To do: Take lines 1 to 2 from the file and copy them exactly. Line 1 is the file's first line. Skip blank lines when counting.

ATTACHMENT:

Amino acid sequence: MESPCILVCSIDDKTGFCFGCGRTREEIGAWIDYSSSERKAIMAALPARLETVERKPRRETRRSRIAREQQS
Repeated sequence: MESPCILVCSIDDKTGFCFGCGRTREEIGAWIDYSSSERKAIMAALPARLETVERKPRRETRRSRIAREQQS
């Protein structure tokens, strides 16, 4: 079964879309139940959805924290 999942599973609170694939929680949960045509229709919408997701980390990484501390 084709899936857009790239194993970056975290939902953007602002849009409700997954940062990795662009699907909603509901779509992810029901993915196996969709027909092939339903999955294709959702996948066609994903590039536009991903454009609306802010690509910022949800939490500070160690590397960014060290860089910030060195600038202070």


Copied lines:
Amino acid sequence: MESPCILVCSIDDKTGFCFGCGRTREEIGAWIDYSSSERKAIMAALPARLETVERKPRRETRRSRIAREQQS
Repeated sequence: MESPCILVCSIDDKTGFCFGCGRTREEIGAWIDYSSSERKAIMAALPARLETVERKPRRETRRSRIAREQQS